So that’s it, the end of a brutal and bruising year. One where every game appeared analogous of the whole season, yet seemed to signal something different. A season full of contradictions; where we’re owned by the richest people in our history, but can’t pay the bills, where we’ve developed an infrastructure for the future, but struggled for results today, where we spent 84% of the season in bottom seven (55% in the relegation zone) and finished in the top half of the table.
Because of this, I genuinely thought we might beat Luton, but in the end we stuck to the script; which I suppose, was a contradiction to the script-ripping nine months we’ve had.
Perhaps it’s fitting that Luton were champions; it’s difficult not to admire what they’ve achieved as a club. I’ve always seen them as a barometer; how we’re doing relative to each other and what we can achieve. But simultaneously, they (their fans, and perhaps just a minority of them) are loathsome, as their reaction after the game showed. And if you think that them taunting the away end and throwing a smoke bomb into the stand is just the excitement of the moment, then you’re forgetting them doing something similar in 2010 when York City players were forced to into the away end to escape. No set of fans deserve their success less.
In other ways, it’s heartening to see Luton succeed, it gives us a glimmer of hope. In truth, if you look at all our ups and downs over the decades, mid-table in third tier is probably our natural place, despite ambitions stating otherwise. The biggest challenge is that the increments needed to navigate beyond where we are grow by the year. A team can spend £4m on a striker and finish fifth in the third division now.
Luton’s promotion means that three of the four teams you’d think have Championship infrastructures – Sunderland, Portsmouth, Charlton and Doncaster – will still be with us next year. Of those coming down, Ipswich, Bolton (if they survive the summer) and Rotherham are all similarly capable of competing for promotion despite their woes.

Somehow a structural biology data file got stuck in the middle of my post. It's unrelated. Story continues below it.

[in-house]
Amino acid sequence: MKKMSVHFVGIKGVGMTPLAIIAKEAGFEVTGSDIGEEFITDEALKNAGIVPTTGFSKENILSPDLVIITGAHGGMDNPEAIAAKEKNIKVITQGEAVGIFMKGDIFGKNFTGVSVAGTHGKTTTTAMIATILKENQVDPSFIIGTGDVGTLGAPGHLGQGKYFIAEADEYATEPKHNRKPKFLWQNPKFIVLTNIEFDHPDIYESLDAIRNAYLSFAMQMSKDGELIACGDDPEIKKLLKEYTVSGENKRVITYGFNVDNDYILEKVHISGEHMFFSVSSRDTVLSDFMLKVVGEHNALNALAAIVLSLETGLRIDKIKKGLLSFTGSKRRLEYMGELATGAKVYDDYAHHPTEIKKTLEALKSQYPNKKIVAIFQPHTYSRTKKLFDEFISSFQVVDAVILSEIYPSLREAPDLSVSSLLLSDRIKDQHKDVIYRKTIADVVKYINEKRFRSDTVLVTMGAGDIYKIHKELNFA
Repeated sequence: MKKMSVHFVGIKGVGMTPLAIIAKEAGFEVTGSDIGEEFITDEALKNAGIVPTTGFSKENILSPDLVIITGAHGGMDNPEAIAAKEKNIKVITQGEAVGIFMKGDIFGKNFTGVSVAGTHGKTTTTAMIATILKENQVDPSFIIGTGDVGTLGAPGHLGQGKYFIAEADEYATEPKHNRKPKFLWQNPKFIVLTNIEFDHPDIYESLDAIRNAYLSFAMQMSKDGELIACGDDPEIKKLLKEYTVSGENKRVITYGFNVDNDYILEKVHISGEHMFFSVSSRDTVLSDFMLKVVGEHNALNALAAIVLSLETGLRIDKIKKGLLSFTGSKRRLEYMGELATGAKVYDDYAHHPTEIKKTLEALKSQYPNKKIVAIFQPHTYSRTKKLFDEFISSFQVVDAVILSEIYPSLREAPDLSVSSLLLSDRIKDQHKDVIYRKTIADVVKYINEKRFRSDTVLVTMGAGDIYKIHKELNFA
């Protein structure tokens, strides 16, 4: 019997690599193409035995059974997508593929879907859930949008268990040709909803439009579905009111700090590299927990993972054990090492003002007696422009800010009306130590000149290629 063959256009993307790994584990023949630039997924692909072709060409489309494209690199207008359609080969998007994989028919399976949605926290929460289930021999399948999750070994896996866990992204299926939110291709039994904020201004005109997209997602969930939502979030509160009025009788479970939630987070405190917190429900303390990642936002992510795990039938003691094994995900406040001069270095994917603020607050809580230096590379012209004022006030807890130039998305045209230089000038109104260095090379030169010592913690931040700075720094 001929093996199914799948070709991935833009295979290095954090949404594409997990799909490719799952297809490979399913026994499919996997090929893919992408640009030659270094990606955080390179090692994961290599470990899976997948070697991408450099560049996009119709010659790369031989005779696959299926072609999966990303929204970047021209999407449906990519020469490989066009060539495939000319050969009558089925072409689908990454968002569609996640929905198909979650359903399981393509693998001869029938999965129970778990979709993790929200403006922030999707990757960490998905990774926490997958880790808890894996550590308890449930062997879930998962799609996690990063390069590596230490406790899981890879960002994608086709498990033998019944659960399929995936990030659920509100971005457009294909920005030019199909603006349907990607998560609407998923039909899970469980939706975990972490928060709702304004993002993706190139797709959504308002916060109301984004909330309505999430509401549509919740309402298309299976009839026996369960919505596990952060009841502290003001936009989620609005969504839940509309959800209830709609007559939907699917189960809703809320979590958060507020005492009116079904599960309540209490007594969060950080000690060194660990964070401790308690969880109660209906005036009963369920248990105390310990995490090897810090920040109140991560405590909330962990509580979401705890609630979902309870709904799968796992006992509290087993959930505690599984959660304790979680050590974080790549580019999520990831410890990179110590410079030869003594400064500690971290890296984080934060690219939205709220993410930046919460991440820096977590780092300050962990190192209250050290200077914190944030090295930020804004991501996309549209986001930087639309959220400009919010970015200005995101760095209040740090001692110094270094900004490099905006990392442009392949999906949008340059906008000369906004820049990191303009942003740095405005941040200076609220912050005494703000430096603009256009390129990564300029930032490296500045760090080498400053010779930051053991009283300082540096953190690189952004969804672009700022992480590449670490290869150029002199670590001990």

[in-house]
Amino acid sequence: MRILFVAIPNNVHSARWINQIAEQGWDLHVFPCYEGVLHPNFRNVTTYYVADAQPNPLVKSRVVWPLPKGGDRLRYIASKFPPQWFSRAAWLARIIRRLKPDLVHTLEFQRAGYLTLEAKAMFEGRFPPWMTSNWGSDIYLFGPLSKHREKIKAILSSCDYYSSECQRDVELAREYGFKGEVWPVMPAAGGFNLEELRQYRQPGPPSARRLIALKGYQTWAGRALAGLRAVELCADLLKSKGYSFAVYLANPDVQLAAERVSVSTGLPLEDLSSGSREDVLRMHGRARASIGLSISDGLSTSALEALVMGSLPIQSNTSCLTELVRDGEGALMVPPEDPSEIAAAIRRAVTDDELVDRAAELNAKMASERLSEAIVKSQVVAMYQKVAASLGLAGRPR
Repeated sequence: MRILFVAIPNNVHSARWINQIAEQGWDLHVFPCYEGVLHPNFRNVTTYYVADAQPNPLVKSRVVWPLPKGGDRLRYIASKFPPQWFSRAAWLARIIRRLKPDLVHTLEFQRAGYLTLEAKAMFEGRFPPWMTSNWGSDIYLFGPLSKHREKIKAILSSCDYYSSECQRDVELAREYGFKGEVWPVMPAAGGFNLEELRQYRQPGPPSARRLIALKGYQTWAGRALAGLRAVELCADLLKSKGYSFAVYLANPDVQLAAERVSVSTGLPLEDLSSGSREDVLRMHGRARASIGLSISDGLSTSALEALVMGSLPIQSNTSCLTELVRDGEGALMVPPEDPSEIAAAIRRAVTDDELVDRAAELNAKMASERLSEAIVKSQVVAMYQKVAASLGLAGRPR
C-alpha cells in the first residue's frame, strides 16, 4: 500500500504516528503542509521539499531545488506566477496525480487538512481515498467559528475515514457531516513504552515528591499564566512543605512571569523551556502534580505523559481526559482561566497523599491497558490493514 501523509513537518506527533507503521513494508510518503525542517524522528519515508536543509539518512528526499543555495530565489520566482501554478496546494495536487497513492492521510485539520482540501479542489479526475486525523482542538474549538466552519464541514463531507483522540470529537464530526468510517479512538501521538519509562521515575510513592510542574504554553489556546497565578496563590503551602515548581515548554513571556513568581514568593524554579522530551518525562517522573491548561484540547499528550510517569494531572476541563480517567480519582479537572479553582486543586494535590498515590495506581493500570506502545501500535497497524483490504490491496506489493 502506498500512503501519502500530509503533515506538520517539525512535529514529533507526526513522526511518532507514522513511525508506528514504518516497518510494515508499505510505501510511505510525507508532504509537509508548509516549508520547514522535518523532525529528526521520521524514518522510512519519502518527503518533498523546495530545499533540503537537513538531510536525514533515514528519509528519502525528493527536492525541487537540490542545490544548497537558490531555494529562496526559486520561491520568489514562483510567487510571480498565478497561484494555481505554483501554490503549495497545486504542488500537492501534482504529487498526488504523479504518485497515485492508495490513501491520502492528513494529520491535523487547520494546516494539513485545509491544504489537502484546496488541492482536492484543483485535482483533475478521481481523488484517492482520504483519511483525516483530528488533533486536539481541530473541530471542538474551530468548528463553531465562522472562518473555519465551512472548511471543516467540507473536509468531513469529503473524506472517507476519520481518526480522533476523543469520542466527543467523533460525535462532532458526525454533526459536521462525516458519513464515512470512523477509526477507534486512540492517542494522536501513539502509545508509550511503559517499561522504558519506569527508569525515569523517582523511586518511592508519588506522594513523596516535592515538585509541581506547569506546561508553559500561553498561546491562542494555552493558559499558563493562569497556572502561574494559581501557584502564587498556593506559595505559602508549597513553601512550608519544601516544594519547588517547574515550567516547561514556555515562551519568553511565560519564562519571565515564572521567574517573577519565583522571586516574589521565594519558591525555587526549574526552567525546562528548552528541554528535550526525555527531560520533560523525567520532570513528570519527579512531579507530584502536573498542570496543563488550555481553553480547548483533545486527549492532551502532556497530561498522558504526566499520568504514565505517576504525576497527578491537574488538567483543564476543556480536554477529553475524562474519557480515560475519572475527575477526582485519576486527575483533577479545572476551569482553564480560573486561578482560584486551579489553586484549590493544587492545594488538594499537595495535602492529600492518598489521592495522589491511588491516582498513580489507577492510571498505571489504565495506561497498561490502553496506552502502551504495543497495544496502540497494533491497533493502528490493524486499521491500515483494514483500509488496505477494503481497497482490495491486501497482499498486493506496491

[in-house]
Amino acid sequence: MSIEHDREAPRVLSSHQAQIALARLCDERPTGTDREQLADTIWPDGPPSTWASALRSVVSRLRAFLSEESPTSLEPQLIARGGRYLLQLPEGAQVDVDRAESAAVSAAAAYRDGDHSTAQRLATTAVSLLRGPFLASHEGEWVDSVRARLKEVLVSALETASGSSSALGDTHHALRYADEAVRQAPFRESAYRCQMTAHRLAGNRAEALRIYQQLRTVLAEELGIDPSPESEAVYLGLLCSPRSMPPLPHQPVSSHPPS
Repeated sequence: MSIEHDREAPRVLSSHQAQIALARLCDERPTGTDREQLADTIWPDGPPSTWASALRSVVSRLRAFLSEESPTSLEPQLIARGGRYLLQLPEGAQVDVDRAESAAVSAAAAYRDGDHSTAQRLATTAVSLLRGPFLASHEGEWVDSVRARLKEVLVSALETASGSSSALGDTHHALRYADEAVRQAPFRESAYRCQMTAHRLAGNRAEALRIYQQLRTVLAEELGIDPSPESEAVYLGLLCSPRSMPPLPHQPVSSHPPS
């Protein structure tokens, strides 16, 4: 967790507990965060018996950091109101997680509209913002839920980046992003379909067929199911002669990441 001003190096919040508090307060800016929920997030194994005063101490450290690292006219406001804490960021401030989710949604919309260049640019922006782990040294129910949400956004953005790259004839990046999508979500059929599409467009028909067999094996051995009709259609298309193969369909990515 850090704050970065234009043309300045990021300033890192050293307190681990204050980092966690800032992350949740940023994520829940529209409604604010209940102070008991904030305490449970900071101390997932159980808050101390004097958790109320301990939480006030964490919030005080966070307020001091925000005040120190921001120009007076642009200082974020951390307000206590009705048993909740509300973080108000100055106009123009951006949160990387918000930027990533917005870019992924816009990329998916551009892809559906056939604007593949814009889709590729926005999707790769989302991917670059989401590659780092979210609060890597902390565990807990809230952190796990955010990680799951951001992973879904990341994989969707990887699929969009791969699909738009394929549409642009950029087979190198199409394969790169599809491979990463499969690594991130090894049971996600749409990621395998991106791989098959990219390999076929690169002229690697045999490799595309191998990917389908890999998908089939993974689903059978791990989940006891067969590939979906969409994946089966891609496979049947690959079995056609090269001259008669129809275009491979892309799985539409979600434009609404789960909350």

For us, bridging the gap and breaking into the top six has to be our target. This season reminds me of Eric Morecambe’s famous line to Andre Previn – we played all the right notes, just not necessarily in the right order. If we want to progress, then we have to be more organised; our season was killed by our form in the opening weeks, which was preceded by a chaotic summer.
The last few weeks have been as entertaining as anything we’ve seen in the last decade or more, even the promotion seasons, which have been laced with anxiety. We’ve been swashbuckling and daring, sparking life back into the club just as it seemed to be on a downward spiral. Even narrowly avoiding relegation in our 125th year would have been a grim way to celebrate.
Any sign the problems that caused us to fail so badly are sorting themselves out may come in the next couple of weeks. Our previous two promotions were characterised by high quality early signings. Fans will always get jittery during May and early-June because signings aren’t flowing in. In the main, that’s not justified because football slows down during those months as people take a well-earned break. However, if our results on the pitch in the last couple of months are a reflection of us getting our act together off it, then maybe we’ll see some signs of that in the coming days.